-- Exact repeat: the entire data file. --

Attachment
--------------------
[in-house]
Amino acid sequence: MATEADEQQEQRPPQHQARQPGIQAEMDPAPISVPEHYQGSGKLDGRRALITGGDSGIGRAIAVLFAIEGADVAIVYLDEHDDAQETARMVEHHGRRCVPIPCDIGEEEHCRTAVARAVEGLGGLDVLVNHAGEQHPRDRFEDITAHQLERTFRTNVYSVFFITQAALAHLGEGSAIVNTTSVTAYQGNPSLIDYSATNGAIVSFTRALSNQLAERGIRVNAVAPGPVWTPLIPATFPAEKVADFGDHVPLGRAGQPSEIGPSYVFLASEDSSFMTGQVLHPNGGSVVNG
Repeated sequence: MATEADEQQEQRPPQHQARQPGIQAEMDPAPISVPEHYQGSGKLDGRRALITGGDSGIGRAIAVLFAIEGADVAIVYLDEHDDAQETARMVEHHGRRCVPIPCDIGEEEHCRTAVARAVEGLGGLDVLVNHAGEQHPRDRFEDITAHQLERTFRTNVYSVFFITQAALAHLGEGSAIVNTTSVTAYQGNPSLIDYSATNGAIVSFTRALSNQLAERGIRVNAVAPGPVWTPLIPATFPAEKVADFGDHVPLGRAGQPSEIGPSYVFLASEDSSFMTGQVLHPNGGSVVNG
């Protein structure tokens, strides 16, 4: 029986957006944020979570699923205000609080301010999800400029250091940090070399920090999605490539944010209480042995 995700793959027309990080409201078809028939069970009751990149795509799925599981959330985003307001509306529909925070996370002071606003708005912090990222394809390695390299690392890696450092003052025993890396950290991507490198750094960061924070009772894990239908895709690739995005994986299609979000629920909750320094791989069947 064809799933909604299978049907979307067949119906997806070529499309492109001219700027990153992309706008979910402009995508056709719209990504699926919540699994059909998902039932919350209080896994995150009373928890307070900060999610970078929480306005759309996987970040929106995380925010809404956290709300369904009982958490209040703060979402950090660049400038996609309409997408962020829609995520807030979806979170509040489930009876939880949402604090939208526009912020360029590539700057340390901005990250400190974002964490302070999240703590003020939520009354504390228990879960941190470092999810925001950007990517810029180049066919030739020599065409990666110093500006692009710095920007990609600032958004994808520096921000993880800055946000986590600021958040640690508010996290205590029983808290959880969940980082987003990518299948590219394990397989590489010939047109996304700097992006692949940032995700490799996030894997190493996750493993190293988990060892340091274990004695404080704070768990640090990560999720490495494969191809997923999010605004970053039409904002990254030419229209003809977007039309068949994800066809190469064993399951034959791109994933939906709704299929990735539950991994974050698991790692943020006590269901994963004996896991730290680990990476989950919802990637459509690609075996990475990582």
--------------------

[in-house]
Amino acid sequence: MATEADEQQEQRPPQHQARQPGIQAEMDPAPISVPEHYQGSGKLDGRRALITGGDSGIGRAIAVLFAIEGADVAIVYLDEHDDAQETARMVEHHGRRCVPIPCDIGEEEHCRTAVARAVEGLGGLDVLVNHAGEQHPRDRFEDITAHQLERTFRTNVYSVFFITQAALAHLGEGSAIVNTTSVTAYQGNPSLIDYSATNGAIVSFTRALSNQLAERGIRVNAVAPGPVWTPLIPATFPAEKVADFGDHVPLGRAGQPSEIGPSYVFLASEDSSFMTGQVLHPNGGSVVNG
Repeated sequence: MATEADEQQEQRPPQHQARQPGIQAEMDPAPISVPEHYQGSGKLDGRRALITGGDSGIGRAIAVLFAIEGADVAIVYLDEHDDAQETARMVEHHGRRCVPIPCDIGEEEHCRTAVARAVEGLGGLDVLVNHAGEQHPRDRFEDITAHQLERTFRTNVYSVFFITQAALAHLGEGSAIVNTTSVTAYQGNPSLIDYSATNGAIVSFTRALSNQLAERGIRVNAVAPGPVWTPLIPATFPAEKVADFGDHVPLGRAGQPSEIGPSYVFLASEDSSFMTGQVLHPNGGSVVNG
């Protein structure tokens, strides 16, 4: 029986957006944020979570699923205000609080301010999800400029250091940090070399920090999605490539944010209480042995 995700793959027309990080409201078809028939069970009751990149795509799925599981959330985003307001509306529909925070996370002071606003708005912090990222394809390695390299690392890696450092003052025993890396950290991507490198750094960061924070009772894990239908895709690739995005994986299609979000629920909750320094791989069947 064809799933909604299978049907979307067949119906997806070529499309492109001219700027990153992309706008979910402009995508056709719209990504699926919540699994059909998902039932919350209080896994995150009373928890307070900060999610970078929480306005759309996987970040929106995380925010809404956290709300369904009982958490209040703060979402950090660049400038996609309409997408962020829609995520807030979806979170509040489930009876939880949402604090939208526009912020360029590539700057340390901005990250400190974002964490302070999240703590003020939520009354504390228990879960941190470092999810925001950007990517810029180049066919030739020599065409990666110093500006692009710095920007990609600032958004994808520096921000993880800055946000986590600021958040640690508010996290205590029983808290959880969940980082987003990518299948590219394990397989590489010939047109996304700097992006692949940032995700490799996030894997190493996750493993190293988990060892340091274990004695404080704070768990640090990560999720490495494969191809997923999010605004970053039409904002990254030419229209003809977007039309068949994800066809190469064993399951034959791109994933939906709704299929990735539950991994974050698991790692943020006590269901994963004996896991730290680990990476989950919802990637459509690609075996990475990582």